Stay tuned all season as we examine the top quarterbacks of the 2013 college football season to find out if they are “system QBs” or special talents. Other articles in the series include:
This article is going to make me unpopular. Proceed at your own risk.
In preparation for the 2013 college football season, I was researching the best quarterback prospects for the 2014 NFL Draft. When it came to Johnny Manziel, I was a bit surprised to find him outside my top 10 after using my evaluation method. I decided to dig a little deeper and find comparable seasons to help put his 2012 in context. Interestingly enough, I found Case Keenum as a comparison. As you may recall, Manziel’s current coach, Kevin Sumlin, was Keenum’s coach at Houston from 2008-2011, so I became very curious about these similarities. Upon further review, it has become clear to me why Manziel is a system quarterback and why he SHOULD BE outside the top 10 QB prospects for the 2013 season and beyond.
Your first objection is likely to be “Case Keenum played in Conference USA and Johnny Manziel played in the SEC.” Astute observation. To reduce your concerns about the level of competition, we will focus solely on the games in which Keenum lead his CUSA team against BCS level talent (read: he was overmatched). Over the course of 44 games in which Keenum was on the field with Sumlin as head coach, seven came against BCS competition.
2008 @ Oklahoma State
2009 @ Oklahoma State
2009 vs Texas Tech
2009 @ Mississippi State
2010 @UCLA (torn ACL in this game, so it will only count as .5 in the average calculations)
2011 vs UCLA
2011 vs Penn State
Case Keenum played 6.5 games vs BCS foes with Sumlin as his head coach. Now, let’s look at Manziel.
To get the best idea of Manziel’s talents, we will look at his performance against bowl eligible teams from the 2012 season; we learn nothing by seeing what he did against South Carolina State or Sam Houston State. In total, he played against eight bowl eligible teams in 2012. This works out nicely since Keenum’s sample size is 6.5 games, so they’re in the same ballpark.
The Passing Game
The first things that jumped out to me were the similarities in passing efficiency between the two players.
|Player||Comp %||Pass Y/A||TD%||INT%||TD:INT||AY/A|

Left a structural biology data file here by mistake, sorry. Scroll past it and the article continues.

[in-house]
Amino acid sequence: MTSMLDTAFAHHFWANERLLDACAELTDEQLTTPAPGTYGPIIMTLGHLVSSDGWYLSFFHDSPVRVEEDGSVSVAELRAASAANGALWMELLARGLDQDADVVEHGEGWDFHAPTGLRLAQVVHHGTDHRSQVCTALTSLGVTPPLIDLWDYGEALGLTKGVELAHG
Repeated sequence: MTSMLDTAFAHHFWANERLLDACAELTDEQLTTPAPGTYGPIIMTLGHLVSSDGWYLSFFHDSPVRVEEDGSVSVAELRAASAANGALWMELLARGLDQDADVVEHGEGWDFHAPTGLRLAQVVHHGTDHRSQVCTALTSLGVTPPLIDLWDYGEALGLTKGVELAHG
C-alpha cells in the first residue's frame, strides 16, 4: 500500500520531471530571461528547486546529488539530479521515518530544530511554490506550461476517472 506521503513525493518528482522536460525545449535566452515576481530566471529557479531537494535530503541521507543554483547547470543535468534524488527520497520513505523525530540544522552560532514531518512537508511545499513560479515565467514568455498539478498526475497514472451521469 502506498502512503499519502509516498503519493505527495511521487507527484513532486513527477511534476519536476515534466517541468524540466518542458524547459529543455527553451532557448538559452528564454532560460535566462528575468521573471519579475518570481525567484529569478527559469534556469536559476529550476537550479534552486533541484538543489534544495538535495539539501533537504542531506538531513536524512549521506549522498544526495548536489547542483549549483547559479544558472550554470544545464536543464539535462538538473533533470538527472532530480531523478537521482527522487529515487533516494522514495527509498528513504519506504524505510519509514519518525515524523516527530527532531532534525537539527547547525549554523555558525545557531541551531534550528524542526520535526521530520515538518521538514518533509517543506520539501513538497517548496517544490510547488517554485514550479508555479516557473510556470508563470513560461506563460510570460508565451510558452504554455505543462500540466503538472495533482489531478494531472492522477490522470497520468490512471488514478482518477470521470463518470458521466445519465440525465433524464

Across the board the stats are strikingly similar. I’d probably argue that Keenum is the more talented passer. This leads me to wonder: if case Keenum was considered a system quarterback with insufficient arm strength to play in the NFL, why are some praising Johnny Manziel as a revolutionary quarterback? On two different occasions Keenum passed for more than 400 yards per game in a season and finished in the top eight in Heisman voting both times. However, he never stood a chance at winning because he earned the system QB label that had loomed over Andre Ware, Colt Brennan, and many others from small school, high octane programs. However, when a big school decides to run “a system” and it works in a BCS conference, all the sudden it is legitimate? Why the double standard?
The Running Game
Where Manziel makes most of his hay is when he takes off on the ground. No doubt that he is a productive runner, but let’s see how he compares to Keenum.
|Player||Rush Att/Gm||Rush Yds/Gm||Rush TD/Gm||Rush TD%||Rush Yards/Att|
Ok, you got me, Manziel is a better runner than Keenum. That said, Keenum’s 5.5 YPC isn’t too shabby and his rush TD% is respectable. It’s interesting to me to think that Manziel’s rushing prowess may actually diminish my thoughts about his passing efficiency. If defenses are truly scared of Manziel’s legs and are playing to stop his rushing efforts, wouldn’t that create more favorable matchups in the secondary? Just a thought.
The Overall Game
Keenum was more of a passer and Manziel was more of a runner, but overall, they both saw about the same number of total touches per game. And what did they do with those touches?
The numbers tell a story that Manziel and Keenum have performed similarly in Kevin Sumlin’s system. Strikingly, they posted almost identical yards/touch numbers. Despite the variations in run/pass balance, the bottom line is that the run/pass efficiency metrics look very similar. Now, consider that they are almost the same size (6` tall, 210 lbs) and that they are both products of the Kevin Sumlin system. Now, ask yourself this: why does the mainstream media (I’m looking at you, Mel Kiper) think that Johnny Manziel is a first round quarterback, but Case Keenum went undrafted? It seems to me that we are being sold down the river on Johnny Manziel’s status as a high end prospect. I’m not buying it.